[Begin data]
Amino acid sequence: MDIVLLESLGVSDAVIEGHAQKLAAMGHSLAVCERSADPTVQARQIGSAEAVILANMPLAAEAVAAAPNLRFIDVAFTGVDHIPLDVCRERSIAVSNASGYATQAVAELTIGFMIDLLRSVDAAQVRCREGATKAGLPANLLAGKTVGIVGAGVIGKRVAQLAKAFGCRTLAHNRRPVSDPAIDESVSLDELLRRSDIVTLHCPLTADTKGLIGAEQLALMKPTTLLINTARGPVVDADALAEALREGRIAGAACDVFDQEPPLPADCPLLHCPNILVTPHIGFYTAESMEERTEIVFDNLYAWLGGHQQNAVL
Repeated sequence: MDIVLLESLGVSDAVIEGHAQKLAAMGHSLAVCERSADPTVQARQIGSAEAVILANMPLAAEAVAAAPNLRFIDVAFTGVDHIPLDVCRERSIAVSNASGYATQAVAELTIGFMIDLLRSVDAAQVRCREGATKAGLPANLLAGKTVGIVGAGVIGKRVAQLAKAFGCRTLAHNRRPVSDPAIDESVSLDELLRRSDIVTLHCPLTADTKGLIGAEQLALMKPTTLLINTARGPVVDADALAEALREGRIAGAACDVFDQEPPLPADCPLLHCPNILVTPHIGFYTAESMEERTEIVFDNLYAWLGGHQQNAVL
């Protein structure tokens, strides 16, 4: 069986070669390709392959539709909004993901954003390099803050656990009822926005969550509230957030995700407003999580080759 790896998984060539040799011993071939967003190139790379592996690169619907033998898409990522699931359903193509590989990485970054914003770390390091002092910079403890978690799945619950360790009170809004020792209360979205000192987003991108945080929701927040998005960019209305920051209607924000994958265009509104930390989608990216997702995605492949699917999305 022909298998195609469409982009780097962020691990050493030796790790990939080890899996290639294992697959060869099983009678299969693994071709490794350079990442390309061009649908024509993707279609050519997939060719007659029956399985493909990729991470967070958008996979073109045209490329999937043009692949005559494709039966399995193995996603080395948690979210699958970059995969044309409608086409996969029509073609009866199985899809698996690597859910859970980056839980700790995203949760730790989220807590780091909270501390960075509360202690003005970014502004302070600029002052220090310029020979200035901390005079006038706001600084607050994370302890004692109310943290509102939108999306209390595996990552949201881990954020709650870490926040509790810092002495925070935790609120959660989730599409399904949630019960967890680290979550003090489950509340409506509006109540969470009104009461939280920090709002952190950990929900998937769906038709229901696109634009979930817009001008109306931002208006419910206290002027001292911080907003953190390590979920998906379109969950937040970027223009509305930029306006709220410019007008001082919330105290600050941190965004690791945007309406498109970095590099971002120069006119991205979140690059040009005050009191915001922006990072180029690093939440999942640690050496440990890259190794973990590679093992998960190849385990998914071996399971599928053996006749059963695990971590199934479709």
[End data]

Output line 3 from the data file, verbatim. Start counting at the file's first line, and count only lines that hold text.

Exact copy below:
């Protein structure tokens, strides 16, 4: 069986070669390709392959539709909004993901954003390099803050656990009822926005969550509230957030995700407003999580080759 790896998984060539040799011993071939967003190139790379592996690169619907033998898409990522699931359903193509590989990485970054914003770390390091002092910079403890978690799945619950360790009170809004020792209360979205000192987003991108945080929701927040998005960019209305920051209607924000994958265009509104930390989608990216997702995605492949699917999305 022909298998195609469409982009780097962020691990050493030796790790990939080890899996290639294992697959060869099983009678299969693994071709490794350079990442390309061009649908024509993707279609050519997939060719007659029956399985493909990729991470967070958008996979073109045209490329999937043009692949005559494709039966399995193995996603080395948690979210699958970059995969044309409608086409996969029509073609009866199985899809698996690597859910859970980056839980700790995203949760730790989220807590780091909270501390960075509360202690003005970014502004302070600029002052220090310029020979200035901390005079006038706001600084607050994370302890004692109310943290509102939108999306209390595996990552949201881990954020709650870490926040509790810092002495925070935790609120959660989730599409399904949630019960967890680290979550003090489950509340409506509006109540969470009104009461939280920090709002952190950990929900998937769906038709229901696109634009979930817009001008109306931002208006419910206290002027001292911080907003953190390590979920998906379109969950937040970027223009509305930029306006709220410019007008001082919330105290600050941190965004690791945007309406498109970095590099971002120069006119991205979140690059040009005050009191915001922006990072180029690093939440999942640690050496440990890259190794973990590679093992998960190849385990998914071996399971599928053996006749059963695990971590199934479709």